A Texas family sponsored in Williamsburg by the Make-A-Wish Foundation wound up their vacation with an outdoor adventure by going sailing on the York River. Earlier we got rained out but rescheduled the next day under cloudy and cool conditions. It was actually quite pleasant. Because Let’s Go Sail is ADA compliant, I moved the boat earlier that morning to C Dock of York River Yacht Haven, which as a floating dock is wheelchair accessible.
Rumisha Rice explained gently the condition of their 10-year-old daughter Madison, but first she cautioned against approaching her service dog, a golden lab, with a how-to about the protocol.
“Her saddle explicitly states Service Dog and advises people not to pet her. The reason is that while it’s nice for people to pet a dog, this one is a working dog. Petting her is a distraction to her work, which is to protect Maddie.” Today we switched out her service dog saddle for a doggie life preserver. At first she skidded all over the cockpit deck, so I put the cabin rug under her. That worked. She remained to sit content throughout the ride.
Make-A-Wish Sailing Dog
Her mom continued, “Maddie suffers seizures and has water on the brain. She has cerebral palsy and is legally blind. She’s ten but she’s the size of a five-year-old.” Rumisha and her other daughter Lexis held Maddie all afternoon. “They are siblings and we adopted them. The girls have an older brother adopted by another family, but they haven’t seen him in years. We don’t know why. It’s complicated. Our older children live an hour-ish from our home near Houston.”
With us on the boat were my sailing buddy Paul Schoch and his stepson Sam Baird, who was working on a set of math problems associated with sailing. I tried to explain the apparent wind vs. the true wind. He got the gist and did a good job on the helm running the close reach and the beam reach. Madison’s dad Larry Rice was on the helm most of the time.
Back to Madison. I asked what the dog, whose name is Priscilla, actually does besides comfort Madison. “She was trained literally from the day she is born by a group called 4 Paws for Ability. In our case, Priscilla can detect Maddie’s seizures before we can because of Maddie’s pheromones. She can also detect her migraines and even low blood sugar. Other dogs that are trained for the deaf will tap them to alert them to something. Maddie’s sister Lexis explained that humans give off all manner of hidden scents that dogs can pick up. These include scents associated with illness or fear.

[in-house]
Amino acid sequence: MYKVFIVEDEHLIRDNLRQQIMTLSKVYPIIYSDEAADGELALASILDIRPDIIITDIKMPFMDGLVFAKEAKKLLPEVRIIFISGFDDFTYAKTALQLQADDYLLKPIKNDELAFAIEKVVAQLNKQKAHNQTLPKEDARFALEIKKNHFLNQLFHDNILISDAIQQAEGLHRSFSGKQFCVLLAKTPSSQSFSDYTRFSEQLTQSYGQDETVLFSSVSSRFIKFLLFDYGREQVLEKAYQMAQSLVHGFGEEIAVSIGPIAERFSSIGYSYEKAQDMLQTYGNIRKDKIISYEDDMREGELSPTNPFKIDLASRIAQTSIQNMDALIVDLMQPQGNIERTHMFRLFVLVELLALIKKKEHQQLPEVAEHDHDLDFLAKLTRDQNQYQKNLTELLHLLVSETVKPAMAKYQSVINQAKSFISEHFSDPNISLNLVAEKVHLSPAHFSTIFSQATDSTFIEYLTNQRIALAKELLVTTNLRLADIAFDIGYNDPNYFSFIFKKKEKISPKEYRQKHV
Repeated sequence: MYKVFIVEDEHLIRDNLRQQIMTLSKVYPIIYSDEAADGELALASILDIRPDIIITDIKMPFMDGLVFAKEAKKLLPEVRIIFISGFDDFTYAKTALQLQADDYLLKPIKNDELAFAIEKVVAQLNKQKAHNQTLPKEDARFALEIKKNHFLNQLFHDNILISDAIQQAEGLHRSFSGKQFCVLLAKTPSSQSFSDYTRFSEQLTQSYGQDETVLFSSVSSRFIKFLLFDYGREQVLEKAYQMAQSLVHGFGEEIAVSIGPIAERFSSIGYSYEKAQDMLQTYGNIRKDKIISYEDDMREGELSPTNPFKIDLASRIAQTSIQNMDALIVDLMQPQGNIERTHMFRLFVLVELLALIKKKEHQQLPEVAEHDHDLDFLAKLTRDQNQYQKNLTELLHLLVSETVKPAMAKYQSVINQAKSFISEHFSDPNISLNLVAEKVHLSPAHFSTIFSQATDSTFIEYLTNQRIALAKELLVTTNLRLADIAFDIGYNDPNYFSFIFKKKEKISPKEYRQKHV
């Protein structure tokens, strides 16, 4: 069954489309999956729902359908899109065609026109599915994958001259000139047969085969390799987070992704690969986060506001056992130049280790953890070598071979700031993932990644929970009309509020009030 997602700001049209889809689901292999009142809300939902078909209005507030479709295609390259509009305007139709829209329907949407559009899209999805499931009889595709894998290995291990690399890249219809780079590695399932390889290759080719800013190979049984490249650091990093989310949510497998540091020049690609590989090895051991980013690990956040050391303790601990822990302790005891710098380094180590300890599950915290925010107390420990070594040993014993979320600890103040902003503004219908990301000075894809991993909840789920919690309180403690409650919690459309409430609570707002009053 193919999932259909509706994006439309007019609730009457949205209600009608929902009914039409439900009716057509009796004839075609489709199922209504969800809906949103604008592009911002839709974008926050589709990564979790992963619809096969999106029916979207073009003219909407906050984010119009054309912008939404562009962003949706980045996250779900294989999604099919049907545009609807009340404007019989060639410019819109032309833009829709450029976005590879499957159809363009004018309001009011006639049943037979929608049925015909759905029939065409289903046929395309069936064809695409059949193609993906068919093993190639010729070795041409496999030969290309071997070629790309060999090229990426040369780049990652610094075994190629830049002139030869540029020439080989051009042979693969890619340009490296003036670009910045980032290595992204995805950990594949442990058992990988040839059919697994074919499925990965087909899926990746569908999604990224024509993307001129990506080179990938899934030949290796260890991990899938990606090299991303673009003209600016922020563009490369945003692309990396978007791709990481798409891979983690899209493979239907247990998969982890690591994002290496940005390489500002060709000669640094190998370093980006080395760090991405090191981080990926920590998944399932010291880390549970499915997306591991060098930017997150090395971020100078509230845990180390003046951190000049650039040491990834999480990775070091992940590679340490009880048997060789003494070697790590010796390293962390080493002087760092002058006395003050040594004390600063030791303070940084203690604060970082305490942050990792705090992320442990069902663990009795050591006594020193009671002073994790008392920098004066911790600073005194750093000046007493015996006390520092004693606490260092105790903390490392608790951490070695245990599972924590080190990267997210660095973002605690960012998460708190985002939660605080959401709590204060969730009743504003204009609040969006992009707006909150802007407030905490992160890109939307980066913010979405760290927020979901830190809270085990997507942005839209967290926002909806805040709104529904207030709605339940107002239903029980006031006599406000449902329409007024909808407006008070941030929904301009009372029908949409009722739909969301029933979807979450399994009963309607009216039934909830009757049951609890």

“In Maddie’s case, if Priscilla detects a seizure she’ll lick her energetically on the side of her face to calm her and to alert us. If it’s more serious, she’ll bark. Everywhere Maddie goes, Priscilla follows. She gets on the school bus with Maddie and goes to school with her. There are only three places that a service dog can’t go: the kitchen of a restaurant, a hospital OR, and a public pool. But we have a pool behind our house.”
Priscilla has been with the Rice family for a year and a half. “We don’t train her,” Rumisha laughed. “She trains us.”
We tacked out the river five times on a close reach and rode a beam reach back on rising seas. Rumisha stroked Madison’s hair and held her. “I love Maddie and I love Lexis. They have made me a better person. I wouldn’t be who I am today without them.”
Back at C Dock, I sent Lexis for Maddie’s wheelchair and lifted her off the boat. Lexis gently positioned her into her car seat in their van, and Mom turned to me while playing with the dog. “Give me a fist bump,” she said to Priscilla, who complied. “Shake,” she said, adding “Watch this.” Priscilla did a passable shake and walked away, to the side of the van. “You see? She’s trained not to leave Maddie alone, even with me around.” How amazing is that.
Sailing to Career Counseling
Next day, Libby Westley took her team from Christopher Newport University sailing on the York to thank them for their year’s hard work. The day provided a contrast in numbers, because their shop of six people advises most of 5,000 undergrads over the course of the academic year.
I asked about placing the hard cases of art history majors. Libby said, “They have to decide what they want to do, given their major. Then they have to asses their job skills in light of what’s out there. My favorite story is about the fellow who ran security for a bank company. He operated their anti-terrorism unit. He said, ‘I like to hire English majors. They can recognize patterns better than others.'”
Those who major in accounting, engineering tend to place themselves through job fairs and on-campus recruiting. “Teachers too,” Sarah Hobgood said. “They’re easy.” I asked if they steered away from bad employers, and they agreed that word of mouth does a pretty good job of that. Plus there are websites devoted to bad places. Libby brightened, “Some of the best places are Booz Allen Hamilton Consulting, ADP Consulting, Ferguson Enterprises. They are great places to work.”
On mild winds of 6 mph, Libby ran the helm as we proceeded upriver toward Yorktown. We sailed under the bridge to see USS The Sullivans, a cruise missile destroyer named for five brothers killed in World War II. Andy Park talked about history and landed on the 1812 Battle of Craney Island. “The British were out to capture the USS Constellation in port to impress the sailors aboard. Some 700 US forces went up against 4,000 British, and we prevailed. Francis Scot Key should have written the Star Spangled Banner about that instead.” Andy is a costumed reenactor who covers 1812, the Revolutionary War and the Civil War.
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A Texas family on a Make-A-Wish vacation went sailing on the York River.
Capt. Bill O'Donovan
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